Cat’s Bits for July 16-22 The Definitions of Popular Egyptian Symbols
July 22: Sun enters Leo at 11:15 am EST
July 23: New Moon at 5:46 am EST
My time has come, as evening settles her blue shadowed veils around the temple. The scents and sounds of the coming night drift on the warm night air.
The smell of myrrh mixes with the black earth scent of the Nile. The distant sounds of voices and the calling of night birds and frogs from the lotus pond are a soothing hum.
I rise and stretch in the fading light. Muscles sleek and sinuous, eyes glowing amber fire. I enter the temple hall where servants are lighting the rush lights, they bow as I silently pad past.
From the temple there are voices raised in song and the rattle of sistrums, a tribute to the living goddess. I consider joining them but the night beckons, like a seductive lover I cannot resist.
As I emerge into the dusk world I am greeted by the small wild-cats that are my children and the scent of lotus flowers. Together we fade into the cloak of night. It is my time
The Definitions of Popular Egyptian Symbols
By John Mackata
Most of the Egyptian symbols are depicted in hieroglyphs as the ‘words of God’ and were commonly used by priests. Some have appeared in novels and films due to the mysteries they are associated with. The most common symbols as seen on the Egyptian hieroglyphic include the eye of Horus, Bast, Crescent Moon, the Lotus Flower, Feather of Maat and the falcon. These are commonly used in religions as well as in magical rituals.
This is an Egyptian character that stands for ‘life’. In the ancient days, only the Kings, Pharaohs and the Gods were allowed to posses them. It was believed that the person who possessed them had the power to giving life. It was commonly used to represent air and water and was commonly held to a patient’s lips to give breath. The design also invokes the sun rising with the combination of the cross and the circle.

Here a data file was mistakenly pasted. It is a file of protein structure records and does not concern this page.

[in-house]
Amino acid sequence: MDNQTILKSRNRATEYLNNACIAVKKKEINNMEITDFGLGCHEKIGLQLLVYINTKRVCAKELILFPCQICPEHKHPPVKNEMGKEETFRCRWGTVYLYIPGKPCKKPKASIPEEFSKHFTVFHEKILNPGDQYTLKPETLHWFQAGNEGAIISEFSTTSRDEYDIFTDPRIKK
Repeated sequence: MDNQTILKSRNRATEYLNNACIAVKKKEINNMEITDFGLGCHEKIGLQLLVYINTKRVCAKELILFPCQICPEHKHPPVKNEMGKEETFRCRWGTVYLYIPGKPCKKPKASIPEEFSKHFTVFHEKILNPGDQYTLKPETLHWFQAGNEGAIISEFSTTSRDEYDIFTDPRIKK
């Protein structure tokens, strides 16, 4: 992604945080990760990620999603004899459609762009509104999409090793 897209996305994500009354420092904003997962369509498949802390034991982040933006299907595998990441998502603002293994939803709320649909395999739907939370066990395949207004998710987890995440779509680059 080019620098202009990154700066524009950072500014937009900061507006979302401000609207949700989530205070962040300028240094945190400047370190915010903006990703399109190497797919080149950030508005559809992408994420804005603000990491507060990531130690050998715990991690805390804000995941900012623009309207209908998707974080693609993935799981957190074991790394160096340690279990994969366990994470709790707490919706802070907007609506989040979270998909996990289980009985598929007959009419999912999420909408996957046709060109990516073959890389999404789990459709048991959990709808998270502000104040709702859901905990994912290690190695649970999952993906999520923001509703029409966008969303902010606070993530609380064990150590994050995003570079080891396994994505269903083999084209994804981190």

Bast (the Cat Goddess)
This is a representation of the daughter of Ra who was known as the cat headed Goddess. Bast was associated with both childbirth and fertility and known also as the goddess of joy, dancing and music. She was believed to have been connected with the moon and the possessor of Oudjat (the eye of her twin brother known as Horus). She was the personification of the soul of Isis according to a myth and also known as the ‘Lady of the East’. To receive her blessings of music, love and dancing, figures of cats were offered to Bast.
The Crescent Moon
This is known to be symbol especially for the children and the mothers. It was used as the symbol of Isis in the ancient Egypt. Being the queen of Egypt, Isis was known as the protector of women, motherhood and the sick healer. She was also believed to rule magic.
The Eye of Horus
This is one of the most popular Egyptian symbols which designed to resemble a falcon’s eye. Horus was a falcon headed god and the son of Isis and Osiris. He was generally associated with health, vitality and regeneration. The right eye was white and means to represent the sun. The left eye was black and was believed to represent the moon. According to some myth, it is believed that Seth, the brother to Horus, killed Osiris and the two had a fight to the extent that Horus lost the left eye. Thoth used his magic to restore the eye.
In the Egyptian symbols, the Falcon was associated with Horus, the god of solar. He was believed to appear as the Pharaoh’s falcon or as the ‘Falcon headed go’. It was believed that he had the capability of seeing everything at once due to his right eye being the sun and the left one the moon. In the representation, the Falcon is seen wearing double crown.
There are thousands of Ancient Egyptian Art [http://www.egyptiansymbols.org/learn-about-the-transformations-of-egyptian-art-forms/] forms that one can go through. The internet offers adequate information on them. In addition to that, Egyptian symbols can be bought on leading online stores. Check out Egyptian Symbols [http://www.egyptiansymbols.org/] and their meanings for more information.
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